An Intro To Recording A Homegrown Record In The U.P.

Filed under: Tony Dutcher |

Not all music is made in a multi-million dollar studio.  In fact, I’d be willing to bet that most music made today is made in bedrooms, basements, kitchens, closets, barns, and bathrooms.

Shown: Recording drums in a bedroom, I don't suggest sleeping while recording.

As some might say, “No budget, no problem”

My love is recording.  I will tell you that, and sometimes unfortunately for two morning hosts they hear it quite a bit through my rambles before I walk out the door for the day.  One of the things I’ve discovered throughout my years of recording is that sometimes knowledge is worth more than any expensive piece of recording equiptment.

I’ve been serious about it 2005, when I started working in a studio in Houghton.  Since then I’ve recorded a bunch of records for friends in very different circumstances:  on my laptop in my apartment, in a basement with four microphones, at the NMU audio studio, helping out at Da Yoopers studio, and did I mention basements?

Or sometimes living rooms...

Why am I going on about this?  Most the budgets were tiny except for the Houghton and the NMU studio.  Those two experiences I knew the least, and they suffered in quality.  Some of the others though, are amazing sounding and you would never know that they were done in such an economical fashion.  Anyone can record, you just got to have the know how.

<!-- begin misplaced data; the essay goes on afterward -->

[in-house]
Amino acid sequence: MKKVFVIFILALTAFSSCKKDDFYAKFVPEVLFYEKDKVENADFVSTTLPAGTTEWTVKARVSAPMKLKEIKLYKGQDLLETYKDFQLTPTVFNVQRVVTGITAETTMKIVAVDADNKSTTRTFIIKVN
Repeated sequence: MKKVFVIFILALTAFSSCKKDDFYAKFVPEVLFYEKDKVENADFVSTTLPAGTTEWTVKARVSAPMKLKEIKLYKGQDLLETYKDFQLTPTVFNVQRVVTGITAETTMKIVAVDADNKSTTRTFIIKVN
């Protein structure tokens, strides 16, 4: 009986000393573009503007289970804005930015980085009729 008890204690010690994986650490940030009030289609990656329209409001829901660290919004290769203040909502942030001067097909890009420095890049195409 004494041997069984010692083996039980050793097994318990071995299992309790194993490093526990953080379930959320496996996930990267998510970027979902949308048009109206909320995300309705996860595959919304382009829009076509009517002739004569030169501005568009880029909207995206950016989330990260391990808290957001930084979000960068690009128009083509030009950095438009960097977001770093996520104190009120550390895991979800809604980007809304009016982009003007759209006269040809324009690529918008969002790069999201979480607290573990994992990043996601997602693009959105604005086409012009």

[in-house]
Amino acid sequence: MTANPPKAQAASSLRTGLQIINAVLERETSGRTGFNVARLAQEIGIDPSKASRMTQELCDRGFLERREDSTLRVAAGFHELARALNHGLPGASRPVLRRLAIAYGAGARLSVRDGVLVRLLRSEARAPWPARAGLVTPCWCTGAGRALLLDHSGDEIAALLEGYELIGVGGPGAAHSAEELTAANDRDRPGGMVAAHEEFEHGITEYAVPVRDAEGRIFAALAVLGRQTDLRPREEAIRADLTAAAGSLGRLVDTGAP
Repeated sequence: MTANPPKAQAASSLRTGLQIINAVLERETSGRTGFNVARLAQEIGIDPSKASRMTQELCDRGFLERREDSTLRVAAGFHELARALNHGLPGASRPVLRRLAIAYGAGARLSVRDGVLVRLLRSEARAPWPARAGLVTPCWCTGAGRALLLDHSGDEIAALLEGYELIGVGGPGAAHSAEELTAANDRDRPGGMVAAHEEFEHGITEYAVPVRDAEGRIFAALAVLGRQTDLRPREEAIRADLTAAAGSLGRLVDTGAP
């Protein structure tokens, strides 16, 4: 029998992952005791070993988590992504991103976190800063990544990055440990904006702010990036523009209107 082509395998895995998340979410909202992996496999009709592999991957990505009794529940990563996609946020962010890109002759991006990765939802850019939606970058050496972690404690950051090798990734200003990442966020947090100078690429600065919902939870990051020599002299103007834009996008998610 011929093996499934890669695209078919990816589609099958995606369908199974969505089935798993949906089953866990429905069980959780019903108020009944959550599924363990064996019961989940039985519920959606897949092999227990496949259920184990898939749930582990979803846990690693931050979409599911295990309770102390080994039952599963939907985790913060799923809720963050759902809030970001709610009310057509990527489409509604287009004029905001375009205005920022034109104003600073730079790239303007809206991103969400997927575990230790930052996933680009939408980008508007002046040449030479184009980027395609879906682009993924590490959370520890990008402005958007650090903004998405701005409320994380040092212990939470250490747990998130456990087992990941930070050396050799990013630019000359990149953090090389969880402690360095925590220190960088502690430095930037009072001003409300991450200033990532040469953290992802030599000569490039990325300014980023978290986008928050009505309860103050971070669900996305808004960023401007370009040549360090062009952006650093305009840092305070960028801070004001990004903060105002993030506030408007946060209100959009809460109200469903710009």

So with that, the next series of posts will be about the experience of recording one of my friend’s projects called The Underground West out of Houghton.   I’ll step through the days of drumming in a basement, recording guitars in a bedroom, and vocals at his dad’s house.  I promise pictures, humor (hopefully), and not being this long winded!

First up, KNOWLEDGE!

Audiotuts and Studio Buddy are nice for tips and just some interesting points about recording.  For literature I totally recommend TapeOp because of the interviews and stories.  If you want to dig deep, The Recording Engineer’s Handbook and The Mixing Engineer’s Handbook are great resources with out breaking the bank totally.

With that, I say if you read any information, just remember that most of these are general ideas and to try out your own ideas as well.  There is no such thing as a bad idea!

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